Look at university of Arizona, university of New Mexico, and university of Alabama at Huntsville, which is a stem-hub because NASA has a facility there.

@tsbna44 can likely list others.

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Alabama. Free tuition and 4 years housing for NMF off the top of my head.


Both my sons have tried to no avail. Dad won’t budge. It is unfortunate but is not in our control. We (my sons and I ) plan for college expenses not counting on any assistance from Dad. That being said, I am wondering if any of these schools have a reputation for being fairly consistent with aid if there are no significant changes, I know some schools have a reputation for reeling students in freshman year and then providing less each year after.

Colby does not differentiate between merit and need. Colby has a policy that a family with an income of 150K or less will be capped at 15k or less to pay. It has 1 6% acceptance rate so in a sense everyone there could qualify for merit. You can call it either way. Merit or need- but it is not a scholarship that is for 4 years.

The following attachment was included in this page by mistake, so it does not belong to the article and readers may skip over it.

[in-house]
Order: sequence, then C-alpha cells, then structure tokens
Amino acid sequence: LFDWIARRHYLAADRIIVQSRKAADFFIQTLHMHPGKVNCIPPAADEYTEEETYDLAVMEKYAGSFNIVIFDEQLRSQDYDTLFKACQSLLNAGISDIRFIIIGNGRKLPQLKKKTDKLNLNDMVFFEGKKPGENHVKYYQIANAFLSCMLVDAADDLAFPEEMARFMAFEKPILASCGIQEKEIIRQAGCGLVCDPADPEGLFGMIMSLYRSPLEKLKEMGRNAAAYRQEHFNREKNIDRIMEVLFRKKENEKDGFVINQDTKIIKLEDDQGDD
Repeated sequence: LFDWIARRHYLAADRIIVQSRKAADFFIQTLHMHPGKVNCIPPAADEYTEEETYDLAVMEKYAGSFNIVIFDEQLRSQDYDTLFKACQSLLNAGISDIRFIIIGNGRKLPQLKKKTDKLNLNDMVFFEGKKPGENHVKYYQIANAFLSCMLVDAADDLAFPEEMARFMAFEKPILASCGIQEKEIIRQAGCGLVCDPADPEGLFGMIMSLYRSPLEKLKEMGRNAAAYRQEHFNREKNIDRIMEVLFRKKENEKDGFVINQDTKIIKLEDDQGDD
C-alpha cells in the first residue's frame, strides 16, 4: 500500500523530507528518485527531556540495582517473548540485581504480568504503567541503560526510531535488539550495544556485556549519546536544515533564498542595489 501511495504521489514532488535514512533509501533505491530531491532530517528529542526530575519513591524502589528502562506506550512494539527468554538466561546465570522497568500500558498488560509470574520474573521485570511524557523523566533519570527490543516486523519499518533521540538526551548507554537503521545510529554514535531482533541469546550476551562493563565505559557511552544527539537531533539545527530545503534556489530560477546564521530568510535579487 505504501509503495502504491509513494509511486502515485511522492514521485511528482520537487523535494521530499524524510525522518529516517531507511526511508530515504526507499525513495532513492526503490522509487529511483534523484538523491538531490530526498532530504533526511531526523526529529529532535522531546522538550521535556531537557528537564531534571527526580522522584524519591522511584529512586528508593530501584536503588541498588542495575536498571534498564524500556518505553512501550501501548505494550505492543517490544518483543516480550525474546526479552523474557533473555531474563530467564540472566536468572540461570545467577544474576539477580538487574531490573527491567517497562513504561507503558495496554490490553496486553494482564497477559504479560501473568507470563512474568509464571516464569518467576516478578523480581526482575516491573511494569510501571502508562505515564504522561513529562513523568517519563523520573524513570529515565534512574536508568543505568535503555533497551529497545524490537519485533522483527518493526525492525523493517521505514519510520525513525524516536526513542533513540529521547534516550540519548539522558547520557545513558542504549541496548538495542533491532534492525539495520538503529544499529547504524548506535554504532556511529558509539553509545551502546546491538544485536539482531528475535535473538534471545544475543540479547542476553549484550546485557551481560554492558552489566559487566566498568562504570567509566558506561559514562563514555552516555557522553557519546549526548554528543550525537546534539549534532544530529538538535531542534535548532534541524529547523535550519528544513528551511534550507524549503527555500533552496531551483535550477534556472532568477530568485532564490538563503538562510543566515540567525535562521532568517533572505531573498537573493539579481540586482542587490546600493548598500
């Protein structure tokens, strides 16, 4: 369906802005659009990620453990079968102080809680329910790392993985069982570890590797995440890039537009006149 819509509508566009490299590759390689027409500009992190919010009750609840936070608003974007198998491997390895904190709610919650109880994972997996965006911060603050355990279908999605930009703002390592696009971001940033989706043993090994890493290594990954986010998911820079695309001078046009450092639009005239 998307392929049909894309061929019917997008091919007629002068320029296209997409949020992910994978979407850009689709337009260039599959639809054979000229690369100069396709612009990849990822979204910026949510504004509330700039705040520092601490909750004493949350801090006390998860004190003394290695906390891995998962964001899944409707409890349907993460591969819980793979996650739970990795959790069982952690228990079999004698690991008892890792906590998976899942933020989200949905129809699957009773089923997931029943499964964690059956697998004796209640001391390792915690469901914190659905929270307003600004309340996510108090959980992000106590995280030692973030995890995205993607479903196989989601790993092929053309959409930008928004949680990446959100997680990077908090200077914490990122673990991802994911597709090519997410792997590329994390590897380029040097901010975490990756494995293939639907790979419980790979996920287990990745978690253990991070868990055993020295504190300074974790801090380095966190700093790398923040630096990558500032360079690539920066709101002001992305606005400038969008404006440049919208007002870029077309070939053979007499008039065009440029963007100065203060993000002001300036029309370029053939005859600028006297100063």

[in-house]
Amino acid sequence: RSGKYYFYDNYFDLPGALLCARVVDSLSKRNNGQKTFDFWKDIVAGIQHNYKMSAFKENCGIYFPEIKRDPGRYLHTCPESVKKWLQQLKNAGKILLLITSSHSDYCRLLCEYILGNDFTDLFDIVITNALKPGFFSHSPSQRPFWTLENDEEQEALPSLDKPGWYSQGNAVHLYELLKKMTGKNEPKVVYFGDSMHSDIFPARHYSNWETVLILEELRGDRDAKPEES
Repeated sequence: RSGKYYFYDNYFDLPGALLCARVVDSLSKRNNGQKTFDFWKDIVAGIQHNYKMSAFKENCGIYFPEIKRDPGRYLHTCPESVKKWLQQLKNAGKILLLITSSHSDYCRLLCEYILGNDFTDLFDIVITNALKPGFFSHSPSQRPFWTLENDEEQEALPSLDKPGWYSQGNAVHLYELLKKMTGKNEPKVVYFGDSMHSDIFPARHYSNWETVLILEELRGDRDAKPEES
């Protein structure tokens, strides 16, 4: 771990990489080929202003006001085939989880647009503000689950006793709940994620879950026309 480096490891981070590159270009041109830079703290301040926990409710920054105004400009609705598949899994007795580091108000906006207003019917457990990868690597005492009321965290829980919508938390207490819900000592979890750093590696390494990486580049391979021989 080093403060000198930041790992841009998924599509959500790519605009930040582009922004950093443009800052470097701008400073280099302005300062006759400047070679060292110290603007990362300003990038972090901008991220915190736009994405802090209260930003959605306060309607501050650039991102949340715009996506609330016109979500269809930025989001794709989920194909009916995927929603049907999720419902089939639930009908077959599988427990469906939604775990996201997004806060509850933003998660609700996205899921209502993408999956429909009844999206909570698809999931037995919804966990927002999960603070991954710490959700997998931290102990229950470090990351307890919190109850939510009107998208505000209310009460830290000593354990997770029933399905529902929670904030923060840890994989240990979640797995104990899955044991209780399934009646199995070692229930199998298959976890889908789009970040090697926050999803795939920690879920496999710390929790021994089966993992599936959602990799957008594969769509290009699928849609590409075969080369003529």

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Thank you, TavernGirl. This is the type of information I am looking for. I appreciate the insight.

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Apparently Colby does: “At Colby, eligibility for financial aid is based solely on relative financial strength; merit scholarships (based on academic achievement, athletic or other talents) are not available from the College.”

Admissions and Financial Aid Requirements - Admissions and Financial Aid (


It sounds like your son is a National Merit Finalist and you’re going to be needing to take out loans to pay for his college education.

For full rides: 10 Best Full-Ride College Scholarships for National Merit Finalists • College Guidepost